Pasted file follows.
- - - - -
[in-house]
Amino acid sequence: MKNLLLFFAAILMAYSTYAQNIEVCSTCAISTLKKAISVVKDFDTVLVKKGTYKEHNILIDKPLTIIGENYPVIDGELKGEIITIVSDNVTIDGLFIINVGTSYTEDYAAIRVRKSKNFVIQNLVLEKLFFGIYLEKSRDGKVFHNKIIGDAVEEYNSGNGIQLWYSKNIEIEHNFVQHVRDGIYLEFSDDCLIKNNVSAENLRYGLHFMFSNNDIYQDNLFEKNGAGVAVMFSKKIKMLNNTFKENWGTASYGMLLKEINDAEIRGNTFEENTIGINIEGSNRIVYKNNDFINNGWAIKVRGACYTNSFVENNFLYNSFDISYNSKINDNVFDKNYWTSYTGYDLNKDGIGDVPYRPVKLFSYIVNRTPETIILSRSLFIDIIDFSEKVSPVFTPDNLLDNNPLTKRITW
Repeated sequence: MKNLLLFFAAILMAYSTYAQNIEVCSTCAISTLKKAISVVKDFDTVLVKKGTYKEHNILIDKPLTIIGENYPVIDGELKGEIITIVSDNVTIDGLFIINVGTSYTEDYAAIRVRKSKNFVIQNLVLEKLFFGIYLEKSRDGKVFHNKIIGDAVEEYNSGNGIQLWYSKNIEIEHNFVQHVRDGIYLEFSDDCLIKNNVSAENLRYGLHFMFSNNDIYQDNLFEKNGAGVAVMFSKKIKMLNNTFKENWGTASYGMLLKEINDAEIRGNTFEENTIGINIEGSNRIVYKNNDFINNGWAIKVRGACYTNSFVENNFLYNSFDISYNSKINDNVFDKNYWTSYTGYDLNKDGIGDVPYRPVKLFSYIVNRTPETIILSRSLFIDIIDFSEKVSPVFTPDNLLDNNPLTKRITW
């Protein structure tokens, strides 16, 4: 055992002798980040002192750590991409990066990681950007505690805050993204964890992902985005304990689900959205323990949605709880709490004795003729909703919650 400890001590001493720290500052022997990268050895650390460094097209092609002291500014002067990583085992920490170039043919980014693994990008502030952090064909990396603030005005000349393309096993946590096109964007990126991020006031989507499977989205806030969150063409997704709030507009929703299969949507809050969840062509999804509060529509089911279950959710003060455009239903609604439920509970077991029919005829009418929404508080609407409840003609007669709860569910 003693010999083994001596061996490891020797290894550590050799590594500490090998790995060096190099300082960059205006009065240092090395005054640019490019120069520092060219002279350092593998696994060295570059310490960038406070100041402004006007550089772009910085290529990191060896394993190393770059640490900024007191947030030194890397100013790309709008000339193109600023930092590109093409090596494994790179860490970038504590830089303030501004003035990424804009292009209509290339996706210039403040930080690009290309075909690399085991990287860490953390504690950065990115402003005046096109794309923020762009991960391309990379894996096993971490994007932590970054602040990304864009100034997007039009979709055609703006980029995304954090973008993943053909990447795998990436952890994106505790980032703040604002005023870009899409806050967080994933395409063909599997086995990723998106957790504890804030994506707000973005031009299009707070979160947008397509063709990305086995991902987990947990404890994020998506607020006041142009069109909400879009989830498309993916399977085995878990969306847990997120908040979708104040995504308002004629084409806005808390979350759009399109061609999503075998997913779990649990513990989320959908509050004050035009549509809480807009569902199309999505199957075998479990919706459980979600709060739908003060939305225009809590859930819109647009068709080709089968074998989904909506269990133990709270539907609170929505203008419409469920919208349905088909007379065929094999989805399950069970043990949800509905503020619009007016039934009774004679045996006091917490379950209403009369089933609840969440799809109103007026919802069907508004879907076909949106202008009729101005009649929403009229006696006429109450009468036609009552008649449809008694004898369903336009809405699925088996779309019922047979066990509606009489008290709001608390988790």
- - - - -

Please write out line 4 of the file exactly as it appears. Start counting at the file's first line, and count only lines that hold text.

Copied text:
């Protein structure tokens, strides 16, 4: 055992002798980040002192750590991409990066990681950007505690805050993204964890992902985005304990689900959205323990949605709880709490004795003729909703919650 400890001590001493720290500052022997990268050895650390460094097209092609002291500014002067990583085992920490170039043919980014693994990008502030952090064909990396603030005005000349393309096993946590096109964007990126991020006031989507499977989205806030969150063409997704709030507009929703299969949507809050969840062509999804509060529509089911279950959710003060455009239903609604439920509970077991029919005829009418929404508080609407409840003609007669709860569910 003693010999083994001596061996490891020797290894550590050799590594500490090998790995060096190099300082960059205006009065240092090395005054640019490019120069520092060219002279350092593998696994060295570059310490960038406070100041402004006007550089772009910085290529990191060896394993190393770059640490900024007191947030030194890397100013790309709008000339193109600023930092590109093409090596494994790179860490970038504590830089303030501004003035990424804009292009209509290339996706210039403040930080690009290309075909690399085991990287860490953390504690950065990115402003005046096109794309923020762009991960391309990379894996096993971490994007932590970054602040990304864009100034997007039009979709055609703006980029995304954090973008993943053909990447795998990436952890994106505790980032703040604002005023870009899409806050967080994933395409063909599997086995990723998106957790504890804030994506707000973005031009299009707070979160947008397509063709990305086995991902987990947990404890994020998506607020006041142009069109909400879009989830498309993916399977085995878990969306847990997120908040979708104040995504308002004629084409806005808390979350759009399109061609999503075998997913779990649990513990989320959908509050004050035009549509809480807009569902199309999505199957075998479990919706459980979600709060739908003060939305225009809590859930819109647009068709080709089968074998989904909506269990133990709270539907609170929505203008419409469920919208349905088909007379065929094999989805399950069970043990949800509905503020619009007016039934009774004679045996006091917490379950209403009369089933609840969440799809109103007026919802069907508004879907076909949106202008009729101005009649929403009229006696006429109450009468036609009552008649449809008694004898369903336009809405699925088996779309019922047979066990509606009489008290709001608390988790």